Updates on URBANOLOGY

Walk ‘n’ Roll: Punk Secrets and Memorials of the East Village

A piece of Pete Townshend's guitar is between the Union Jack and the Led Zeppelin logo.

A piece of Pete Townshend's guitar is between the Union Jack and the Led Zeppelin logo.

Musicologist Bobby Pinn provides the ultimate walking tours of New York’s East Village for rockoholics. Here are some of the highlights.

Bill Graham’s Fillmore East – the Second Avenue venue that witnessed legendary performances by The Allman Brothers Band, Frank Zappa and the Mothers of Invention (with John Lennon sitting in), the first performance of the Who’s Tommy and much more – is now a bank. It closed in 1971 after numerous underage drinking citations. The remaining evidence is a street sign designating this block Bill Graham Way, and an incredible street-post mosaic. Artist Mosaic Man (who has hand-decorated several posts in the neighborhood) created a tribute to those who performed here. It includes a piece of Pete Townshend’s smashed guitar.

 

 

 

Joey Ramone lived here and owned three apartments 

Joey Ramone lived here and owned three apartments 

 

 

 

 

 

 

 

 

 

 

 

 

 

 

Iggy Pop, Debbie Harry, the New York Dolls and many more shopped  here

Iggy Pop, Debbie Harry, the New York Dolls and many more shopped  here

 

 

 

 

 

 

 

 

 

 

 

 

 

 

 

 

 

 

 

How cool is this? The cover of Led Zeppelin’s 1977 Physical Graffiti album is this building. One entire floor was removed from the artwork (to fit the album space, but also, allegedly, to calm Jimmy Page’s concerns that this floor was where his dealer lived!) The fire plug and four trash cans are still there! This building is also seen in the Rolling Stones’ “Waiting on a Friend” video:

 

 

 

 

 

 

 

 

 

 

 

 

 

 

 

 

Joe Strummer mural. This is its third incarnation in this location

Joe Strummer mural. This is its third incarnation in this location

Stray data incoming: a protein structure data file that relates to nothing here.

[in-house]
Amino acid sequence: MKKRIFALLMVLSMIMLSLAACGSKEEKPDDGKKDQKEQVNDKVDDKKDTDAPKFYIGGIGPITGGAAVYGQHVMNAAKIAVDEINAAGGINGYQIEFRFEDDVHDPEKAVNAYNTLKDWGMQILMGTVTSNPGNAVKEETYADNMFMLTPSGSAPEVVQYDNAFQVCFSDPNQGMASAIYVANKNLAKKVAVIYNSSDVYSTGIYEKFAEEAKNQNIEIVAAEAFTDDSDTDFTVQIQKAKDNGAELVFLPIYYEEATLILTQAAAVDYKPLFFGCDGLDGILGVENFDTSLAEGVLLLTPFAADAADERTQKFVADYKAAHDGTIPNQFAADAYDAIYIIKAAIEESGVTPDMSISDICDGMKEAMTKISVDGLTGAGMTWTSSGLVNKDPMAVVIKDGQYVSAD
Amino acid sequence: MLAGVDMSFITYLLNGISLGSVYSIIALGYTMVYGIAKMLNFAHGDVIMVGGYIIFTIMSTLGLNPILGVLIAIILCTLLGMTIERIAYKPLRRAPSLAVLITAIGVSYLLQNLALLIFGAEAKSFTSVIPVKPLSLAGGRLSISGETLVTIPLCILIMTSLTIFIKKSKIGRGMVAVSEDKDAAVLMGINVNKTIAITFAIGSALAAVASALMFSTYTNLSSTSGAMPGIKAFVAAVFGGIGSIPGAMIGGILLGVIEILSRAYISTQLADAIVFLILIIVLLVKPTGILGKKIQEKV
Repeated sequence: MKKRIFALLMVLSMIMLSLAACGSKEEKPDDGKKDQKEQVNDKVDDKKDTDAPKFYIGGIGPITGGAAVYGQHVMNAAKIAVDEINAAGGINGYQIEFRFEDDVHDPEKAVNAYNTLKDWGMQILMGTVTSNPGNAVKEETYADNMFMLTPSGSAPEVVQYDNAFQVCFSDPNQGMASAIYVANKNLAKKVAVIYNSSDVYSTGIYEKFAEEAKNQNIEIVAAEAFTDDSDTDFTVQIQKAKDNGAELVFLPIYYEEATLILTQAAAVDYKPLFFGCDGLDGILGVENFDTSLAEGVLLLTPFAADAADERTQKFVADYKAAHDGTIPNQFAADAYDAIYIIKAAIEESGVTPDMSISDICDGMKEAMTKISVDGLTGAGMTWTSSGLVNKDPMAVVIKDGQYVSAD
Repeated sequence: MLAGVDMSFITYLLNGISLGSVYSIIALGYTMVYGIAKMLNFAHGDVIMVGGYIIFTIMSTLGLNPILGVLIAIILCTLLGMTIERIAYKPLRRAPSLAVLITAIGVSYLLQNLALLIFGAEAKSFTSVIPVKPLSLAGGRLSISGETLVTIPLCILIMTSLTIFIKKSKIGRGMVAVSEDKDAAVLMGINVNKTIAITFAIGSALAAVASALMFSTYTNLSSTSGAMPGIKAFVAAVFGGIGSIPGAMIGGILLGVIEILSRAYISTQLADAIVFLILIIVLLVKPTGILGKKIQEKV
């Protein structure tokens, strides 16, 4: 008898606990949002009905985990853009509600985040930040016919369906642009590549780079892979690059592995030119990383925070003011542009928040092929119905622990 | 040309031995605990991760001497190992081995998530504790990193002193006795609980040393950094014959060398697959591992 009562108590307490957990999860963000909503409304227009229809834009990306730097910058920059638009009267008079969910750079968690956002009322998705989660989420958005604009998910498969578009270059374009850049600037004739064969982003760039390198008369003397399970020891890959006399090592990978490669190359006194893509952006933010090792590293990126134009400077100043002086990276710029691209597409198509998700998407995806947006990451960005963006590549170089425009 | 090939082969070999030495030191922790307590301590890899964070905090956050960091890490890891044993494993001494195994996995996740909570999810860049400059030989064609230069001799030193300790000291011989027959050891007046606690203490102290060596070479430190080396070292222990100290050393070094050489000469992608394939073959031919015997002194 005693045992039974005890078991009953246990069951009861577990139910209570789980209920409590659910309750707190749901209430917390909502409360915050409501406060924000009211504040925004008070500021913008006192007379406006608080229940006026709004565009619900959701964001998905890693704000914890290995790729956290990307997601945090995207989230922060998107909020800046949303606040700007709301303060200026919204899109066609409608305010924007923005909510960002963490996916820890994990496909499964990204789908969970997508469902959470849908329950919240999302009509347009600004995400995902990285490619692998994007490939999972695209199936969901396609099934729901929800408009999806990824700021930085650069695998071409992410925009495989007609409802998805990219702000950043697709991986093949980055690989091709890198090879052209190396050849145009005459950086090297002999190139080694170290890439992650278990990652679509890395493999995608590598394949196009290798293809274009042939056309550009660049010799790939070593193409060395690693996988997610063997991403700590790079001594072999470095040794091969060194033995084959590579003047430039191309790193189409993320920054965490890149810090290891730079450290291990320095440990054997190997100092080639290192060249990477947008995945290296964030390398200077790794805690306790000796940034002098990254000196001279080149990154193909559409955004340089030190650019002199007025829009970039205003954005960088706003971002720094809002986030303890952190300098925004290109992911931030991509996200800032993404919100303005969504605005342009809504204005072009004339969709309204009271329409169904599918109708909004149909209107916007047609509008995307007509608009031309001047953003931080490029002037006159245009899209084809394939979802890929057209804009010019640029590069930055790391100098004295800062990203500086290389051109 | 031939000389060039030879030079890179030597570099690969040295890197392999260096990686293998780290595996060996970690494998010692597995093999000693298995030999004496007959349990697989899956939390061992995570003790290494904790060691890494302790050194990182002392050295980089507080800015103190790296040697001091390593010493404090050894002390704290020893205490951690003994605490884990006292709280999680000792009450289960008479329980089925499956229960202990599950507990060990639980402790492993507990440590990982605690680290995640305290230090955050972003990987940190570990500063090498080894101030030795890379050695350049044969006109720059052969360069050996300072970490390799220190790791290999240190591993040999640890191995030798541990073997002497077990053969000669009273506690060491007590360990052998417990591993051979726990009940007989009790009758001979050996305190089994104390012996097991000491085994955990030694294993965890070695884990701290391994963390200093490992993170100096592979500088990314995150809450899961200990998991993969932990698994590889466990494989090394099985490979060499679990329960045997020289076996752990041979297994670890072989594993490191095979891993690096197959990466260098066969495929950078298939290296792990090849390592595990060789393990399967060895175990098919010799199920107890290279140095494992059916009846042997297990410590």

“The Birdhouse,” jazz legend Charlie Parker’s home from 1950-54 on Avenue B

“The Birdhouse,” jazz legend Charlie Parker’s home from 1950-54 on Avenue B

 

 

 

 

 

 

 

 

 

 

 

 

 

 

 

Iggy Pop also lived on Avenue B, and even released a 1998 album of the same name

Iggy Pop also lived on Avenue B, and even released a 1998 album of the same name

 

 

 

 

 

 

 

 

 

 

 

 

 

 

 

 

234 East 4th Street, apt 4A, was Madonna’s home in 1977

234 East 4th Street, apt 4A, was Madonna’s home in 1977

 

 

 

 

 

 

 

 

 

 

 

 

 

 

 

What is now this little garden was the location of The Ramones first album cover photo

What is now this little garden was the location of The Ramones first album cover photo

 

 

 

 

 

 

 

 

 

 

 

 

 

 

 

Joey Ramone Place was at one time the most-stolen street sign in NYC

Joey Ramone Place was at one time the most-stolen street sign in NYC

 

 

 

 

 

 

 

 

 

 

 

What was once rock club mecca CBGB is now this trendy boutique with $2,000 jackets for the new denizens of the East Village. The boutique (named for rock photographer John Varvatos) prudently preserved many of the walls: Every square inch is gloriously covered in graffiti and band stickers. Some of the walls are behind plexi-glass, but others are just bare. Somewhere in here was a sticker for my band Lawndale who played here in 1987. My son, Paul, a Ramones lover who has his own band The Rock Mummies, wrote his name on the wall before he was asked to leave by the store owners!